November 21, 2020

Background: Face masks can reduce transmission of respiratory viruses by both being a potential physical barrier and by reducing droplet transmission.  Additionally, the presence of a mask reduces the users frequency of touching their face which may also reduce transmission.  Despite strong, consistent public health messaging about the utility of wearing masks, their use continues to be debated. Both the CDC and WHO strongly recommend the use of masks as a means of source control, but the WHO acknowledges the lack of robust evidence in healthy persons.

November 19, 2020

Background Information: Central venous catheterization is a common procedure performed in the ICU for the purposes of drug administration and resuscitation. The subclavian vein is the more preferred access site given its fixed puncture location, ease for nursing access and low incidence of infections.1 Landmark guided catheterization has a widely variable success rate and has been shown to increase the risk of complications such as hematoma formation and pneumothoraxes.2,3 The use of real-time ultrasound guidance has thus led to more central lines being placed in the internal jugular and femoral lines, however there is substantial debate regarding its use in subclavian vein catheterization.4,5 The authors of this study sought to compare the efficacy and safety of static ultrasound-guided puncture with traditional anatomic landmark guided subclavian vein puncture.

November 16, 2020

Background Information:

US vs Landmark for Radial Arterial LinesUltrasound guided peripheral and central venous access has become more common while simultaneously decreasing complications and increasing first pass success. Landmark guided palpation has historically been considered the standard of care when placing arterial lines, however the use of ultrasound is challenging that notion as anatomic landmarks are not helpful in 30% of patients.1 Additionally, increasing obesity and hemodynamic instability can make radial arterial line placement even more difficult when using landmark-guided palpation alone. The literature comparing the different methods of arterial line placement is limited to two prospective studies. The first assessed second- and third-year emergency medicine residents while the second study evaluated only four emergency medicine attendings, all with extensive ultrasound training and experience.2,3 The authors of this study sought to compare radial arterial line placement using ultrasound vs landmark guided palpation performed by novice emergency medicine interns with respect to overall success.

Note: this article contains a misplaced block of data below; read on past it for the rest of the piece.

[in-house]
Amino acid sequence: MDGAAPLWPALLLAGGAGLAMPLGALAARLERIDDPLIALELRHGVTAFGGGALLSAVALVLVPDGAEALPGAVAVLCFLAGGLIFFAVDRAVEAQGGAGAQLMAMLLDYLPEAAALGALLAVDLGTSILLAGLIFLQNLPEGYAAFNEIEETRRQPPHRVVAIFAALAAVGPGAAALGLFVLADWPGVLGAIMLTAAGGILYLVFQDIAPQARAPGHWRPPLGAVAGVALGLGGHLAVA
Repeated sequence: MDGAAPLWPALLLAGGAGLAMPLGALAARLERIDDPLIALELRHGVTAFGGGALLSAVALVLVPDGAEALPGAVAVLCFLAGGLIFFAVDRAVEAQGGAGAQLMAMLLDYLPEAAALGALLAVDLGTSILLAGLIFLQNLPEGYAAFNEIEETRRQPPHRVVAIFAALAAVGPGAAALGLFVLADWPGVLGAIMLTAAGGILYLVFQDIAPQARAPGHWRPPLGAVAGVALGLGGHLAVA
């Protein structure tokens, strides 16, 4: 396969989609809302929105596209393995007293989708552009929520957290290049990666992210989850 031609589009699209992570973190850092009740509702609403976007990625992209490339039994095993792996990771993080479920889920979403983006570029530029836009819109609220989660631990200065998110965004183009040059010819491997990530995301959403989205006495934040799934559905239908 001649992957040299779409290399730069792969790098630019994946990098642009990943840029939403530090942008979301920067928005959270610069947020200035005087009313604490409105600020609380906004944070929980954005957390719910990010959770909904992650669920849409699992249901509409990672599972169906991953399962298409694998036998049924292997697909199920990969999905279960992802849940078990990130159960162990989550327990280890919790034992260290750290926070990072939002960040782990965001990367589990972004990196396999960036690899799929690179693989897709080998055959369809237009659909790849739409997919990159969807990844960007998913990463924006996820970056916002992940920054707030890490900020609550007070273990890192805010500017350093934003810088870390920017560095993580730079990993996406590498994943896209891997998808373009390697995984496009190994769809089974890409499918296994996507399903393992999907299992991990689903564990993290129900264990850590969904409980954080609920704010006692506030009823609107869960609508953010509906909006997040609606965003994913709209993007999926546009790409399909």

November 13, 2020

Background: There have been lots of trials sitting on my computer desktop awaiting my review, but like many of you time has been thin from clinical work and increasing cases of COVID-19 where I work.  I thought it might be more effective to give you the Cliff’s Notes highlights of each since the time for deep dives remains elusive.  As always, I urge you to read each of the papers yourselves and come to your own conclusions. Thus far in the pandemic, there have been few treatment options available to manage COVID-19. Many clinicians have been using repurposed drugs with scant data as well as other non-drug interventions.  Let’s get into some recent data behind these interventions.

November 12, 2020

Background: The well-established, standard treatment for acute appendicitis is surgical appendectomy.  However, recent research has challenged the dominance of the surgical approach in looking at antibiotics alone. The available literature on non-operative treatment of appendicitis (NOTA) has important limitations: exclusion of patients with appendicoliths, small sample size and predominance of open appendectomy over laparoscopic appendectomy. While data on NOTA is intriguing, it is clear that additional studies are needed.